Turtles at Point Pelee
Southwestern Ontario has the highest concentration and number of turtle species in Canada. Six of the eight turtle species native to Ontario can be found within Point Pelee National Park. Federally, all turtle species are designated as species at risk due to population declines as a result of road mortality, habitat loss and fragmentation, poaching, and nest predation.
Predation is a natural interaction, where the predator kills and eats their prey. For turtles at Point Pelee - nest predation, when turtle eggs are dug up and consumed, is also a natural process; however, with human induced changes in many landscapes, some natural predator numbers are much higher than they have been historically. This leads to increased nest predation by predators such as raccoons, moles, and crows/ravens which can reduce turtle populations over time.
Point Pelee Turtle Nest Protection
Turtle monitoring and nest protection has taken place in Point Pelee National Park for more than a decade. This work has helped to increase the number of turtle hatchlings entering into the overall population (a process known as juvenile recruitment) and decrease nest predation rates within the park. Staff from the park's Resource Conservation department, with the assistance of different program partners over the years, have protected approximately 835 turtle nests since the program began in 2001.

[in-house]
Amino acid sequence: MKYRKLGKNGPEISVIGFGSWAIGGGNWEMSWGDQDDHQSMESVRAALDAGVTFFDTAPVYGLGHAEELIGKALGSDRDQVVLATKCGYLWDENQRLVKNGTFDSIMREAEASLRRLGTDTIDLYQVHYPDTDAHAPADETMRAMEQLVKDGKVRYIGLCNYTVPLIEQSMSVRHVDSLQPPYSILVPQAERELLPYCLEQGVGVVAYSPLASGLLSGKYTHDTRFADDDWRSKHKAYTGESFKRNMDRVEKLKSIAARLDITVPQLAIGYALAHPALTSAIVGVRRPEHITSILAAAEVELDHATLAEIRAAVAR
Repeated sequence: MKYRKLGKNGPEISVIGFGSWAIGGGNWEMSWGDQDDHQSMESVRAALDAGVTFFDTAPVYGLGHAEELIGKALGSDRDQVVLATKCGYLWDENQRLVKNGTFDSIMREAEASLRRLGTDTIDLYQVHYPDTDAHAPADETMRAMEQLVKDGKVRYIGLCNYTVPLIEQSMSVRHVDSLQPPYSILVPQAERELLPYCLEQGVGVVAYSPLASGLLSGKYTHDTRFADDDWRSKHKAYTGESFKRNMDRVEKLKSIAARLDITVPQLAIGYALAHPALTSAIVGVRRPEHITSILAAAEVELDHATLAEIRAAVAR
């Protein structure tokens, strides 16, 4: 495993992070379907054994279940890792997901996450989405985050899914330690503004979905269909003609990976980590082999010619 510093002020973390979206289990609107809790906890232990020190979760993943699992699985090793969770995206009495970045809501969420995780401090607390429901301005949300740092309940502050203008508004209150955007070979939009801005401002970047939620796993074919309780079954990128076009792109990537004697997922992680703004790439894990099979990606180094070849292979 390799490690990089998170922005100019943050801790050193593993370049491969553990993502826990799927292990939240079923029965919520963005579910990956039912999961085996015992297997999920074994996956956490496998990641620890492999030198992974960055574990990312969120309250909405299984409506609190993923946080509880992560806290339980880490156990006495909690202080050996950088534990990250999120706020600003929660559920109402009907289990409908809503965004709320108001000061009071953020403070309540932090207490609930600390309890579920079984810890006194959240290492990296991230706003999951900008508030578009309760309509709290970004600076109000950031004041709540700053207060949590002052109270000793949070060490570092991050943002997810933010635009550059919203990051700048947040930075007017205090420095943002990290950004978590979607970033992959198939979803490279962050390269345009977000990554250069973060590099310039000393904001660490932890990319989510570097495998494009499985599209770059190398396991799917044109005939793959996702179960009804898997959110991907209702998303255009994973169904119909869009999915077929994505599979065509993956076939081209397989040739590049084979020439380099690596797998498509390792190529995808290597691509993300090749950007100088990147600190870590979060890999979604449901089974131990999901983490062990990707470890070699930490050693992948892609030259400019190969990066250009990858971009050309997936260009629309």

In June and July of 2020, Parks Canada staff conducted turtle surveys from sunrise to sunset to minimize any loss or harm due to the road reconstruction taking place. Over the course of nesting season, the turtle tracker team:
- Documented 185 turtle observations – 135 of which were associated with the road (e.g., crossing the road, actively nesting, digging test pits),
- Relocated 10 nests from the roadside to a more suitable area to avoid disturbance from construction activities, and
- Documented 54 nest locations, 25 of which were protected over the course of the summer.
Overall, 754 turtle hatchlings emerged from nests in Point Pelee during the 2020 field season – 518 of which were from nests protected as part of the turtle monitoring program.
All plants, animals, and natural objects within Point Pelee National Park are protected through the Canada National Parks Act. Further legal protections are provided to species listed in the Species at Risk Act (SARA) and those listed as at risk by the Committee on the Status of Endangered Wildlife in Canada (COSEWIC).